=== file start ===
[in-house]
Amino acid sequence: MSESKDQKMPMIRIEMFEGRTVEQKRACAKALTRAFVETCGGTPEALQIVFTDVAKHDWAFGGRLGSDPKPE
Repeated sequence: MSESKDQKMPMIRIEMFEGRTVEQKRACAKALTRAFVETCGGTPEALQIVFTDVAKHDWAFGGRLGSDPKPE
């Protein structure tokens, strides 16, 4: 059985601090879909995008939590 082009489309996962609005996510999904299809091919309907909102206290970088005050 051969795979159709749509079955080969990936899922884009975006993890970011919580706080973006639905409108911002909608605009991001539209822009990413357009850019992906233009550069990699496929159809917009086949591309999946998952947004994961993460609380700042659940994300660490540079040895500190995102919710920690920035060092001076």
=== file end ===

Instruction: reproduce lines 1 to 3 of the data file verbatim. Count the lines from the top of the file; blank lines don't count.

[in-house]
Amino acid sequence: MSESKDQKMPMIRIEMFEGRTVEQKRACAKALTRAFVETCGGTPEALQIVFTDVAKHDWAFGGRLGSDPKPE
Repeated sequence: MSESKDQKMPMIRIEMFEGRTVEQKRACAKALTRAFVETCGGTPEALQIVFTDVAKHDWAFGGRLGSDPKPE